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Mainstream, VOL LVIII No 23, New Delhi, May 23, 2020

The ‘Naga’ Contestation, Ethnicity and Christianity

Saturday 23 May 2020

by Bhawesh Pant

Amidst the processes of Independence of India, there existed the Naga Movement for self-determination or Independence. The inception of this interaction from the Naga populace was initiated in June 1947 through an agreement between the Naga National Council (NNC) and Governor of Assam. The agreement was unable to stretch to the expected end, thereafter Naga National Council voiced for independence and made a claim for plebiscite in the region. This strong demand for independence was hard for the newly formed Government of India to receive. “The Government of India rejected such claims on the grounds that India is the legal heir of the British and hence has legitimate political authority over the Nagas.” (Singh, 2012) For the key proponents of Indian Nation-building project, the stirred situation among Naga’s was a great impediment, they were eyeing to envelop the Naga cosmologies under the greater Indian political realm. The Government of India forwarded a provision of ‘limited autonomy’ to the Naga people over their land as enshrined in the Indian Constitution. This offer was not well received by the Nagas, in response, they boycotted the first parliamentary election of 1951. The chaotic situation among Nagas made the Government of India to have the intervention of security forces in the Naga areas. Later in 1959, the resolution for the separate state was adopted by the Naga People’s Convention. By the adoption of the resolution, the Naga People’s Convention and Government of India signed the Sixteen-Point Agreement to have the Naga Hills Tuensang area as a state of Nagaland. The new statehood of Nagaland was against the claims of the pro-independence (of Nagaland) actors, hence frequent uprisings and unrest prevailed in Nagaland. In the year of 1975, another agreement famously called the ‘Shillong Accord’ was signed between the “Representative of the Underground Organisations” and the Government of India. This accord was another peace-building effort, to hold down the significant uprisings within the Indigenous populace. The ‘Shillong Accord’ can be termed as a watershed moment during Naga political assertion. This accord was not smoothly received by the all stakeholders of Naga National Council (NNC), this subtle fragmentation later resulted in the formation of another faction called the National Socialist Council of Nagaland from its parent organization i.e. Naga National Council (NNC). The consecutive years also witnessed a split and intense factional politics within the contentious politics among Naga political interactors with the Government of India. Underlying this brief narration of the Naga movement resides intertwined complexities which we will try to touch upon in the coming sections.

                         Major Claims of the Movement

For an independent homeland: The cardinal concern for Naga was the prolonged division of Naga’s country by the colonial actors and the same they had anticipated from the newly formed India state. It was the Naga Club, who tried to build a political entity with the Naga people to carry forward their claim(s) effectively. Later on, it was Naga National Council (NNC) who ultimately took the cause in a more structured way. The signing of the Nine-Point agreement didn’t provide any satiation to Naga’s assertion, thus doors for the armed struggle were open. This time Naga’s assertion witnessed the factional politics, where on one hand there were pro-independence groups who were indulged in the armed struggle; contrast to them were groups that were pro- Indian State. It was the effort of a pro- Indian faction, a politico-administrative unit, to be constituted as Naga Hills- Tuensang Area. The Naga Hills- Tuensang Area was subsequently elevated to the state of Nagaland in 1963.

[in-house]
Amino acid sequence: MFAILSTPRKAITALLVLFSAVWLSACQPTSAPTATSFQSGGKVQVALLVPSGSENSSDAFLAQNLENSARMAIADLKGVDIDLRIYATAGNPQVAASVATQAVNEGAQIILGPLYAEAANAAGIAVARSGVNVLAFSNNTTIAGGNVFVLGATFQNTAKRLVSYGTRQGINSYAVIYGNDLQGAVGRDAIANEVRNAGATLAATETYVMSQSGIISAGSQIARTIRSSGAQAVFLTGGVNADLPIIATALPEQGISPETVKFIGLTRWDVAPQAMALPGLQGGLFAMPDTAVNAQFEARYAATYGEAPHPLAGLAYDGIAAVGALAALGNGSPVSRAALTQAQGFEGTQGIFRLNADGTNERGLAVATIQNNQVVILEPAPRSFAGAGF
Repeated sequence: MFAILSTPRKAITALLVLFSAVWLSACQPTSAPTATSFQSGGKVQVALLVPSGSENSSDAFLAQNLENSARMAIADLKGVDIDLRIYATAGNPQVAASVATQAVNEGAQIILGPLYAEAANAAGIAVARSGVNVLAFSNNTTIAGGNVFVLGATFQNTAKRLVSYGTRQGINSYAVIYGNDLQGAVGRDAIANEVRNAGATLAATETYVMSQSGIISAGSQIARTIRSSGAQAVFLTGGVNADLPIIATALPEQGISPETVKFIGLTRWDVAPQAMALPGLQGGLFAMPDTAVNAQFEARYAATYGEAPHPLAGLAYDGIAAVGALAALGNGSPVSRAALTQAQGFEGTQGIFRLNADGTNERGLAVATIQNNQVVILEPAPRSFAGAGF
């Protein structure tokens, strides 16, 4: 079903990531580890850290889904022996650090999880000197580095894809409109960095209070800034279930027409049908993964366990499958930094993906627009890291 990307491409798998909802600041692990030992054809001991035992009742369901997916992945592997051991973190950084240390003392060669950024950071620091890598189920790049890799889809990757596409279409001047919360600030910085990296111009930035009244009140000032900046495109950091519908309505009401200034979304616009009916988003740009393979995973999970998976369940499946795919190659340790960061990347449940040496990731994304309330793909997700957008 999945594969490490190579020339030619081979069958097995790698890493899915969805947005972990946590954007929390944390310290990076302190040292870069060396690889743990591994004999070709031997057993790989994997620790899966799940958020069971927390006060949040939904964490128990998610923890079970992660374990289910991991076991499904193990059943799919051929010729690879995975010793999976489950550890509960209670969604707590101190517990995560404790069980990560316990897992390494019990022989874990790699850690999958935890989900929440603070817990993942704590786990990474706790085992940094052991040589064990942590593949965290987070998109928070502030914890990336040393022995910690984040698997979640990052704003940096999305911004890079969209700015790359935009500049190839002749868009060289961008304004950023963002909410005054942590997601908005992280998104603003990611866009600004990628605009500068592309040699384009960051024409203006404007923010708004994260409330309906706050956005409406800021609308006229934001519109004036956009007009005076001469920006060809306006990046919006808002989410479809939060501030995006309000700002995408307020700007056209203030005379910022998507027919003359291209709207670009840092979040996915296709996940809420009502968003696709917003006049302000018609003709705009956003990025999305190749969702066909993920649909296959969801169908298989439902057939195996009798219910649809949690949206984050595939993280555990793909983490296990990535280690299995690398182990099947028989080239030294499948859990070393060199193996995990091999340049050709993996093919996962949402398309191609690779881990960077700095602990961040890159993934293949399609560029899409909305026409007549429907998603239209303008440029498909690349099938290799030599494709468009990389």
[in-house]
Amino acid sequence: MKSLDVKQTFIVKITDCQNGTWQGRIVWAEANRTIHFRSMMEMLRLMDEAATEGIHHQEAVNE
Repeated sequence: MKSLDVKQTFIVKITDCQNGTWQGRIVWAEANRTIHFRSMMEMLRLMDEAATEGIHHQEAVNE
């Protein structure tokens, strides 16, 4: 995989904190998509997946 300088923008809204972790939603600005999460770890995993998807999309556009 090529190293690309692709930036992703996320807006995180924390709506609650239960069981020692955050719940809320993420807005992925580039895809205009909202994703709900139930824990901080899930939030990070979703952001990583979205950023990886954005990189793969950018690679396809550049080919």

For ‘Rightful’ Homeland: The integration of ‘Naga Areas’ into a singular administrative unit was an added demand that Naga’s were voicing for. The demand for unification was advocated by the National Socialist Council of Nagaland-Isak-Muivah group, a persuasive armed organization. They forwarded to call the declared homeland as ‘Nagalim’ with 120,000 sq km area. The ‘Nagalim’ constitutes the Nagaland and areas which have been occupied by the Naga population of Arunachal Pradesh, Assam, and Manipur. The Naga-populated area of Myanmar is also included in the ‘Nagalim.’ For the National Socialist Council of Nagaland-Isak-Muivah group, the then-existing state of Nagaland was an ‘Indian Imposed Entity’ which does not cater to all needs of the agitating group.

Situating ‘Naga’ Movement Theoretically

Seldomly it become hard to fit the particular movement in the existing concepts or categories. This reveals the incapacity of the extant vocabulary on Social Movements to capture the intricacies of the varied social movements. The Naga Movement remains a kind of movement which is hard to categorize. The ‘Naga’ movement being an ‘ethno-national’ movement comes up with complexities where the claimants get factionalized, resulting in claims turning subtle at one time and radical at another instance. The methodology to interact remained ambivalent within themselves, one faction when trying to conclude an agreement for peacebuilding then it was not well received by another radical faction. The movement remained disoriented within itself, which subsequently visiblised itself at macro-level political interaction.

The author will try to deal with the intricacy latched with the ‘Naga’ Movement using two approaches. The ‘Demographic Explanation of Primordialist’ view will try to make sense of the Naga Ethnicity’s accumulation as a political tool of assertion. Next to this the ‘Instrumentalist Explanation’ will assist in understanding the way Naga’s mobilization process to insist on their claims.

The Demographic Explanation of Primordialist view claims that the population of one homogenous group in a geographical area results in greater solidarity and more tendency for fierce action if inherent angst exists in the population. A section of scholars that are indulged in writing on the theme of Nation formation and Nationalism, opines that nation is revolutionized form of “common cultural heritage and language” (Smith, 1989) In the same tenor Joanne Nagel reiterated that “ethnic identities are simply, constructed out of the material of language, religion, culture, appearance or locality and the meaning of particular ethnic boundaries are continuously negotiated, revised or revitalized ” (Nagel, 1994) The Naga’s were speculating a potent threat to their indigeneity after their inclusion in the Indian mainland. Thus processes of Independence of India witnessed ‘ethno-national’ revival among the Naga populace. Thus the demand for a separate independent homeland comprising all Naga majority areas was forwarded. For the idea of nationalism, ‘cultural cohesion’ is cardinal (Gellner, 2008) the same was followed in Naga assertion too. The colonial ‘imagination’ of India which later was advanced by the nation builders of independent India catalyzed the Naga contention, it was the colonial episteme of India that was daunting Naga’s consciousness. They were alarmed with the adventing uncertainties that they will face if they get included in independent India. In the same line, Benedict Anderson opines that the ‘classificatory grid’ constructed by the colonists in the form of “colonial census, museums, construction of national memories, biographies, and maps” helps in identity formation. (Anderson, 1991) This pan Indianized ‘classificatory grid’ was dithering the major section of Naga populace as they were speculating a compromised Naga cosmology within the independent Indian state.